What is Anti-Ghosting? – Keyboard FAQs

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Ghosting in Keyboard - FAQ

Keyboard manufacturers often include marketing terms such as anti-ghosting in the packaging of their keyboards. Even before mechanical keyboards became popular, anti-ghosting was a big selling point for gaming keyboards. However, many users are still not aware of what it means.

Ghosting occurs when you press multiple keys simultaneously, and your other keys fail to register. Ghosting can be a real problem for gamers who must press multiple keys simultaneously. An anti-Ghosting keyboard function addresses this problem allowing users to press several keys at the same time and have all of the keystrokes register correctly.  

To further add to the confusion, the terms anti-ghosting and N-Key Rollover (NKRO) are interchanged often. So the question is, what is Anti-ghosting, and why does it matter?

In this article, we will be aiming to answer that question. We will also be differentiating it with NKRO to help users fully grasp whether Anti-ghosting is a necessary feature or just a marketing gimmick.

Ghosting in Keyboards, Defined

Before we dive into Anti-ghosting, let us first discuss keyboard ghosting. Ghosting in keyboards is a phenomenon that occurs when multiple keys are pressed simultaneously on a keyboard. When ghosting occurs, some of the pressed keys are not registered despite the keys being properly actuated. 

This may not seem like an issue for regular users, and after all, most users rarely have to actuate multiple keys simultaneously. However, ghosting can become a big problem for more demanding tasks requiring multiple key combinations.

For instance, gamers constantly press multiple keys at the same time. Some genres, such as fighting games, require precise inputs. If one of the player’s key presses does not register, that could easily make the player lose the round or the entire game. This is the reason why so many gaming keyboards heavily advertise their anti-ghosting features.

Ghost Inputs

Our previous definition is how keyboard manufacturers use the term. However, this definition is incorrect. Ghosting is traditionally referred to as having ghost inputs. In a nutshell, ghost inputs happen when a key actuates without being pressed by the user. For instance, if the user pressed multiple keys at once, an unrelated key that the user did not press can register on the screen.

However, this definition of ghosting is no longer used. This is because computer keyboards have advanced so much that ghost inputs have become rare. So for this article, we will be using the definition that manufacturers use for ghosting.

Causes of Ghosting in Keyboards

Pressing the Keys on the Keyboard

There are three possible causes of ghosting in keyboards: the lack of proper hardware to process the signals of the keyboards, dirt/debris underneath the keycaps, and the lack of proper software support for multiple key presses. First off,  many keyboard manufacturers choose to use cheaper components inside the PCB. Naturally, the result would have several limitations in the features present and the maximum number of key presses accepted.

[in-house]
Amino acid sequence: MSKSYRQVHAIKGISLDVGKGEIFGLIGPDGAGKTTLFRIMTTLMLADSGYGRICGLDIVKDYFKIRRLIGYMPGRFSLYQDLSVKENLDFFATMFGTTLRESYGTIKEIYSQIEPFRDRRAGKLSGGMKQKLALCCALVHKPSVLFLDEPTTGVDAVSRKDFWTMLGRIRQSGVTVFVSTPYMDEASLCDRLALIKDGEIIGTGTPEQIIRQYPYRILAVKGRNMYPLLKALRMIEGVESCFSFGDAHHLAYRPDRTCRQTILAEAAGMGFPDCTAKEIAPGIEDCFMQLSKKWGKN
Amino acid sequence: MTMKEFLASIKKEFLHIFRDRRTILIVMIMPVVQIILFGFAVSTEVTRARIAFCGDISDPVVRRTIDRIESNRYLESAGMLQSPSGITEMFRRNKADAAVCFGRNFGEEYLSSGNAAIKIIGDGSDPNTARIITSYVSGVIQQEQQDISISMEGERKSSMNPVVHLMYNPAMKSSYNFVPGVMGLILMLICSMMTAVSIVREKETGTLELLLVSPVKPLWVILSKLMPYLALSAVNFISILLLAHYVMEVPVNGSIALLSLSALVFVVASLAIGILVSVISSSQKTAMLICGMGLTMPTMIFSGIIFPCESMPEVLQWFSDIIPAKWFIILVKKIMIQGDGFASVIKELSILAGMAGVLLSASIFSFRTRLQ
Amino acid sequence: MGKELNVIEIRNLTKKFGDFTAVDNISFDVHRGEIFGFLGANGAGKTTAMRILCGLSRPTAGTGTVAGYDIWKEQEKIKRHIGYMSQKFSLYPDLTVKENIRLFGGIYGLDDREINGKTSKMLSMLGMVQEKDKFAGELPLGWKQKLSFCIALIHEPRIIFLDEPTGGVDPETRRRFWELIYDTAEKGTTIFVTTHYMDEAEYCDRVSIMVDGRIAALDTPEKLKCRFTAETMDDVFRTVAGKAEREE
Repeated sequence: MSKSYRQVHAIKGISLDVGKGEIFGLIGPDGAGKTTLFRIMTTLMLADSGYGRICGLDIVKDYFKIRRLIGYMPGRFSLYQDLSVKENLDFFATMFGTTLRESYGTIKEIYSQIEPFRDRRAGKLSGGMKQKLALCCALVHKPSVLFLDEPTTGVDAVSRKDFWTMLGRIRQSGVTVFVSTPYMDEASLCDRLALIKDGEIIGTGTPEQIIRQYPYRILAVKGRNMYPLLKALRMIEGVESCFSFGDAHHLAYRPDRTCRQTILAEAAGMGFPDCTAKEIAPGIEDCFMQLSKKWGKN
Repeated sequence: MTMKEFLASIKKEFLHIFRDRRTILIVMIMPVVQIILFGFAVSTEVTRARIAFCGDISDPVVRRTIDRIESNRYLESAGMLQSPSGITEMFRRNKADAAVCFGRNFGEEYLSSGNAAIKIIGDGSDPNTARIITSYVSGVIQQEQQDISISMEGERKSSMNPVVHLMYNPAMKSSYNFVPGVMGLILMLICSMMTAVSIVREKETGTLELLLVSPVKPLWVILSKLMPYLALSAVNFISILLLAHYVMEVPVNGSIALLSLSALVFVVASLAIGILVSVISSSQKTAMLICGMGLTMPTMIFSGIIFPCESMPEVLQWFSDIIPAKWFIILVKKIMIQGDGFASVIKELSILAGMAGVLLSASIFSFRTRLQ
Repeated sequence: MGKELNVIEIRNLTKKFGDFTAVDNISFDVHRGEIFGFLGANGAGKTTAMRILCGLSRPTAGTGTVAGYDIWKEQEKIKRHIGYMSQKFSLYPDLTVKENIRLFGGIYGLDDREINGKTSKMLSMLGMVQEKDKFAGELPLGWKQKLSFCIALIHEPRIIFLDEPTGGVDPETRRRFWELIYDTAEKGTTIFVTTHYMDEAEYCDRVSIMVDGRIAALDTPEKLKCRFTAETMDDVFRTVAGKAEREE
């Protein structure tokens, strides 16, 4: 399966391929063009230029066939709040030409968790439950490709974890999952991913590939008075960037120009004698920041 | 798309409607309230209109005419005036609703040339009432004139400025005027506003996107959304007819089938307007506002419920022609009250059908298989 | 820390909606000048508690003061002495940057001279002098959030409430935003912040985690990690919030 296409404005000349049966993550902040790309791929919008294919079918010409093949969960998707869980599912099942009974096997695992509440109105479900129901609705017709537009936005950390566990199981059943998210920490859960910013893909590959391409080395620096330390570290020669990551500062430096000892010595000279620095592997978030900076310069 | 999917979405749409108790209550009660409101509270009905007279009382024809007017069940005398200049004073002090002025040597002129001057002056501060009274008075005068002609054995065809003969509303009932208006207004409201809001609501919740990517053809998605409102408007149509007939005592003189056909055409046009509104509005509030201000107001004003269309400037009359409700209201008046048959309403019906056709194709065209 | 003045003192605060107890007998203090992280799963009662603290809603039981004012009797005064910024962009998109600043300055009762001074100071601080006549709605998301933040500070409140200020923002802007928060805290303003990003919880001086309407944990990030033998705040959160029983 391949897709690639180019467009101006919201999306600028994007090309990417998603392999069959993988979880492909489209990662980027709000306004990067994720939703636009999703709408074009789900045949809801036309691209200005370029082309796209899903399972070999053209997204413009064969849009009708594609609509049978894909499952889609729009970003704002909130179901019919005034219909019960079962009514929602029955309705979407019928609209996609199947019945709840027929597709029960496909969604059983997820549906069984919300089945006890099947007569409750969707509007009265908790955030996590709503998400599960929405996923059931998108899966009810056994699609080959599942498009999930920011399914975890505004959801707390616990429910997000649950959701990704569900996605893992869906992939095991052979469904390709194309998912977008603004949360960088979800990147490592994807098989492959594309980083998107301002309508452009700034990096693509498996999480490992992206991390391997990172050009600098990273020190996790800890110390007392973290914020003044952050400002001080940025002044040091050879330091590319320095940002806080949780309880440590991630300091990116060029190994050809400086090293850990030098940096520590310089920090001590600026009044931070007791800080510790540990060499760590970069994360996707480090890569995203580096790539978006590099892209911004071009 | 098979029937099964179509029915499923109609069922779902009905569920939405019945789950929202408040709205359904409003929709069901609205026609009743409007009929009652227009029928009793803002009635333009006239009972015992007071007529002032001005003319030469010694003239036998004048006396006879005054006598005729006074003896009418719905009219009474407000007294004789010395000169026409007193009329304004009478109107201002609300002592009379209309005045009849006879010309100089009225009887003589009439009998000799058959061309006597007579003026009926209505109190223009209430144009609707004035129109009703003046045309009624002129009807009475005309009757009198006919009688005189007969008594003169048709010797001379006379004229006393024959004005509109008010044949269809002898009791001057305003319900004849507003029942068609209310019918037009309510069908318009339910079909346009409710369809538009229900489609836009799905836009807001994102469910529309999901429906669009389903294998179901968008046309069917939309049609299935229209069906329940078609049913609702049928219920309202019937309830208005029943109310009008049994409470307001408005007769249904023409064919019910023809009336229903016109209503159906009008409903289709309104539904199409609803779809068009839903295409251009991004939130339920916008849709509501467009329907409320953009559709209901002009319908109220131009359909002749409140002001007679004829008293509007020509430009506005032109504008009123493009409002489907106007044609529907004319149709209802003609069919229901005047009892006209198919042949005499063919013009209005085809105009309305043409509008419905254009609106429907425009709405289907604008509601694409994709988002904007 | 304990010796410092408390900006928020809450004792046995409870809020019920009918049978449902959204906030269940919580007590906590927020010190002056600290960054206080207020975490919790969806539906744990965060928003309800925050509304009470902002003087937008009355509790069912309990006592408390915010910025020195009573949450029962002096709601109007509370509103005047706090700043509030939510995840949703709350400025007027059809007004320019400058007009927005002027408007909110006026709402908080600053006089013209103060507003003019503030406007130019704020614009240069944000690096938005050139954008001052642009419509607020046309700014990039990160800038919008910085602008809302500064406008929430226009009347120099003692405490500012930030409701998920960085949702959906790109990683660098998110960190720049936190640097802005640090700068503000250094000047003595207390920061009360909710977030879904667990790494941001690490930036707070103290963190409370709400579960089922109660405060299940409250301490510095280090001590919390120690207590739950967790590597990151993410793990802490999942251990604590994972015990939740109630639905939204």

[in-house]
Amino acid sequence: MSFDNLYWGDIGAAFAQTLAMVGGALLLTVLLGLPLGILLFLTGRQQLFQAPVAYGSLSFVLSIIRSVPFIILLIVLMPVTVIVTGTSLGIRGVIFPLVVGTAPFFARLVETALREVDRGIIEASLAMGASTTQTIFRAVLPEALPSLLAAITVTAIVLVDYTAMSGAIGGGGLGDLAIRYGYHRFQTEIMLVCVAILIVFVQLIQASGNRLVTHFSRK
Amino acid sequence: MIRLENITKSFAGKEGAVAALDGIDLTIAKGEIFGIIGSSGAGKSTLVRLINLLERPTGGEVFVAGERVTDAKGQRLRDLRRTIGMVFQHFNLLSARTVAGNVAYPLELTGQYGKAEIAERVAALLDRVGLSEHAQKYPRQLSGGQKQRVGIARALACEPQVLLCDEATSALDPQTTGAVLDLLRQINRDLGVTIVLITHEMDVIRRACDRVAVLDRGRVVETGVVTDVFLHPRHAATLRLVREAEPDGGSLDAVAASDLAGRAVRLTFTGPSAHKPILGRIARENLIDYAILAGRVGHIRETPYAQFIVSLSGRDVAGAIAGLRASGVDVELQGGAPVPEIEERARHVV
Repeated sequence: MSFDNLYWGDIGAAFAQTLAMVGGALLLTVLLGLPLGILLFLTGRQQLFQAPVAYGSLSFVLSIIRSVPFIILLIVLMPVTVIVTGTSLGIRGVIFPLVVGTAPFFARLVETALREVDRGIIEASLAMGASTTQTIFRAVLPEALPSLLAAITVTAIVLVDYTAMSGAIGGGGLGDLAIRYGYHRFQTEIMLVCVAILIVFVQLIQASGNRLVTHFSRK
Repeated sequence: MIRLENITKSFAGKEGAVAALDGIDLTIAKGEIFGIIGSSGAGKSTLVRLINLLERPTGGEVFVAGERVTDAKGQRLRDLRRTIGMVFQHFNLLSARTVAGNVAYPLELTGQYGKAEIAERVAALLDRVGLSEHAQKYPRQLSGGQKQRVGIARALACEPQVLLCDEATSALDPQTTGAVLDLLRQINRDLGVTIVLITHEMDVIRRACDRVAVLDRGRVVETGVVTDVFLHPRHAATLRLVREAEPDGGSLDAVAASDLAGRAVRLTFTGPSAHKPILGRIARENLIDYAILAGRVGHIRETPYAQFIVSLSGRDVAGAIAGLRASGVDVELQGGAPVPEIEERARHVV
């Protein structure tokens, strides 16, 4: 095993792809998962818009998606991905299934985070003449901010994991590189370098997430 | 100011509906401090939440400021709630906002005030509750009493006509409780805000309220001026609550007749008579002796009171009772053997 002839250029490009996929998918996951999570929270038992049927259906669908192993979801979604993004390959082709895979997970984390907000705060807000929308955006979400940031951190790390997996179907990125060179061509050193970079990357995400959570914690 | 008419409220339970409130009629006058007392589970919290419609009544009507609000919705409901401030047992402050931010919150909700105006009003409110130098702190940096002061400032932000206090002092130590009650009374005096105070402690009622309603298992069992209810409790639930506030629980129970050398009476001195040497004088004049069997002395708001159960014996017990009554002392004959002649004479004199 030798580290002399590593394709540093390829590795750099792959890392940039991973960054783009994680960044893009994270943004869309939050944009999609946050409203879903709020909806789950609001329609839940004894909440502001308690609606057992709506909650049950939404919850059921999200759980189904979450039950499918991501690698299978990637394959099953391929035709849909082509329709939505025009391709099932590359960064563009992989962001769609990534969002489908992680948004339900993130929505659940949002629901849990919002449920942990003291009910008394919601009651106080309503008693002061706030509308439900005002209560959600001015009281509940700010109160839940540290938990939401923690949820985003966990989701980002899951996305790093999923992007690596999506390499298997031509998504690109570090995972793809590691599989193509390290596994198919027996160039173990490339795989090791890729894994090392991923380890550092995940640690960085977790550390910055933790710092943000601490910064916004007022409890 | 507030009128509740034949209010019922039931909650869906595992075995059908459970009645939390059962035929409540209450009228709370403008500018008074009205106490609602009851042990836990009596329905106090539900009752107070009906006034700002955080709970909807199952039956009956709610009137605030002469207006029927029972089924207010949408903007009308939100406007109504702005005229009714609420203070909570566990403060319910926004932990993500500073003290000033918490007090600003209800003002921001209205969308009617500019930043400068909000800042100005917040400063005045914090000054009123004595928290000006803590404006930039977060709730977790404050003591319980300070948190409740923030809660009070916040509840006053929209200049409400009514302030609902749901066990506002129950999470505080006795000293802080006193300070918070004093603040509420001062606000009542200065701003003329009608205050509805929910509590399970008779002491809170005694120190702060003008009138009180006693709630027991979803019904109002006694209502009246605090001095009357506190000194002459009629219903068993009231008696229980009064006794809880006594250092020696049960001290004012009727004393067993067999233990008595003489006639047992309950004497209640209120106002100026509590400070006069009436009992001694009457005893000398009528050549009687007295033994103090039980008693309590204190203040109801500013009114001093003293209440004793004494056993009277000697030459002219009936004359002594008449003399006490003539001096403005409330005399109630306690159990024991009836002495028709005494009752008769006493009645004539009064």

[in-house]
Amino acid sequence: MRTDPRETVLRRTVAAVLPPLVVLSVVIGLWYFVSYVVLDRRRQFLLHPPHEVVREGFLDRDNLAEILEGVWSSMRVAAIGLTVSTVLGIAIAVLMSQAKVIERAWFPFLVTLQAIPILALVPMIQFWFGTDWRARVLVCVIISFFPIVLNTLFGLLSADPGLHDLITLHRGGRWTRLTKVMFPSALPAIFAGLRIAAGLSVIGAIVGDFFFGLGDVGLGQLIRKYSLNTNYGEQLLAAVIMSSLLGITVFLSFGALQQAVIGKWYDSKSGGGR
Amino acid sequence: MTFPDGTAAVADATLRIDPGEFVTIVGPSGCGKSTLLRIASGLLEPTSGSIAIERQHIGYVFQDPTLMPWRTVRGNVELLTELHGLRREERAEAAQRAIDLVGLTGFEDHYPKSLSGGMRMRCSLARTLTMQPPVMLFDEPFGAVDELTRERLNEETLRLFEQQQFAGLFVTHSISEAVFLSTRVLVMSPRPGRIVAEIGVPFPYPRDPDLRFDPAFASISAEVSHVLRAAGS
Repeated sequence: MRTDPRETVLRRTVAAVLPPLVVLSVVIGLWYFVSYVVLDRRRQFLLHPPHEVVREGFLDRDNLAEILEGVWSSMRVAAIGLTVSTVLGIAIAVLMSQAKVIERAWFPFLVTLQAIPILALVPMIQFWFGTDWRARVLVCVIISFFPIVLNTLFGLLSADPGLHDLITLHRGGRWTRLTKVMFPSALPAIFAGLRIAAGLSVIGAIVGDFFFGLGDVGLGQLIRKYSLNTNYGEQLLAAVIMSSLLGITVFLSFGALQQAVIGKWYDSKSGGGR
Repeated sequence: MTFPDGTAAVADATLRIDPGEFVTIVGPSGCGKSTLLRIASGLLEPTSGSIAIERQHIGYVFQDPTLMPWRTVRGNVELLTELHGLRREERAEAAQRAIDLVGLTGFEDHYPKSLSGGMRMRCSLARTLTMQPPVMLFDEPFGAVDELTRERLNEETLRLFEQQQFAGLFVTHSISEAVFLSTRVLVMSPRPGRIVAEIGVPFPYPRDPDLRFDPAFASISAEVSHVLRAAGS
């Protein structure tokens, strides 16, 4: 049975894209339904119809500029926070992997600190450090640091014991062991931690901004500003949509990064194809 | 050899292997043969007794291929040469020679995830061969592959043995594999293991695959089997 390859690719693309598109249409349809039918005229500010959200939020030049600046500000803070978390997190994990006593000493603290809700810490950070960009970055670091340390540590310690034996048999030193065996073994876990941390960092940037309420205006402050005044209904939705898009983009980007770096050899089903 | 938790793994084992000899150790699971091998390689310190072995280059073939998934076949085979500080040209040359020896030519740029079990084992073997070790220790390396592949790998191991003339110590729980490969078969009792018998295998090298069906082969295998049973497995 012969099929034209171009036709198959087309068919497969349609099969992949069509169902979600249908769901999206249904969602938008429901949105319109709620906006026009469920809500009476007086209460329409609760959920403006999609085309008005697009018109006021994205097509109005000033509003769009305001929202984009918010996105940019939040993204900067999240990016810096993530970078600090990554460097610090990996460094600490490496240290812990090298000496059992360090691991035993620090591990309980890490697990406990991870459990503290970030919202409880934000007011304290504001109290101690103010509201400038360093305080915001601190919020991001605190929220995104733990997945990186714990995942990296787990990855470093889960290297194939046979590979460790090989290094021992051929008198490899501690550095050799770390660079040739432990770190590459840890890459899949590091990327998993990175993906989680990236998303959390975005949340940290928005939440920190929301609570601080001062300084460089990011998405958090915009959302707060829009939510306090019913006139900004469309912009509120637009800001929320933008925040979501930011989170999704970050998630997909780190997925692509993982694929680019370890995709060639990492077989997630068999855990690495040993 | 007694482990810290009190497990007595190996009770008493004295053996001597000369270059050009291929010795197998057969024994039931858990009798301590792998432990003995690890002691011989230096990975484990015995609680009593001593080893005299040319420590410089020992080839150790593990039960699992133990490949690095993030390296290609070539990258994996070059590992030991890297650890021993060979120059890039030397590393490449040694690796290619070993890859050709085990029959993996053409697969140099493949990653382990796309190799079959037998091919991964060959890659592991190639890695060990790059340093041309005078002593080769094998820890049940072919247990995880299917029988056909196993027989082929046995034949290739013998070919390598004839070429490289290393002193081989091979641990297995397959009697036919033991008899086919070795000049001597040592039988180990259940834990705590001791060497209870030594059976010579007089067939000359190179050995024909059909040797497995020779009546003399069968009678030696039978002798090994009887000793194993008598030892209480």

Another reason is dirty and debris under the keycaps. This is quite common, especially since many gamers eat snacks in front of their keyboards. And when gunk accumulates underneath the keycaps, the keys become unresponsive. 

Lastly, the communication protocol between the hardware and software may limit the maximum number of simultaneous keys reported. However, it is unlikely for this to be the case with modern computer OS. 

Keyboard Rollover

Close Up View of Membrane Keyboard in white background

Manufacturers have acknowledged that ghosting is an issue for casual and serious keyboard users. Their answer to this problem is to implement rollover in keyboards. Rollover is a hardware function that allows users to accept a specific number of inputs.

Keyboard manufacturers then used the term N-key Rollover to denote how many keys a keyboard can accept. They also introduced the term anti-ghosting, which we will be discussing next.

Defining Anti-Ghosting in Keyboards

Mechanical keyboard switch on a white background. The person presses the keyboard switch with his finger. Gaming equipment, concept

Anti-ghosting is very similar to the function of NKRO. It aims to solve keyboard ghosting by allowing multiple user keystrokes to register. The difference between NKRO and Anti-ghosting lies in their implementation.

NKRO is almost exclusively used for mechanical keyboards because of their superior components. And depending on the keyboard model, some mechanical keyboards can even allow full NKRO throughout the entire keyboard.

On the other hand, anti-ghosting is a feature that is not exclusive to mechanical keyboards, and because anti-ghosting is more limited than NKRO, it’s only applied in certain areas, such as the WASD keys. Essentially, this means that keyboard manufacturers guarantee that the essential parts of the keyboard will register their keystrokes without fail.

Is Anti-Ghosting an Important Feature?

Despite not being quite as advanced as full NKRO support, Anti-ghosting is still a crucial feature to have. This is because manufacturers will be able to implement the benefits of NKRO in a wide range of keyboards.

Budget gaming keyboards, for instance, utilize rubber-dome switches. And as we have discussed earlier, switches based on membrane switches will not have the same accuracy or capacity to implement NKRO. But with Anti-ghosting technology, even membrane keyboard-based devices will still work decently.

In addition, Anti-ghosting can also be applied with laptop keyboards/Chiclet keyboards. This is great since not all laptop brands can accommodate mechanical keyboards. It also assures gamers can play competitive matches without resorting to using an external keyboard.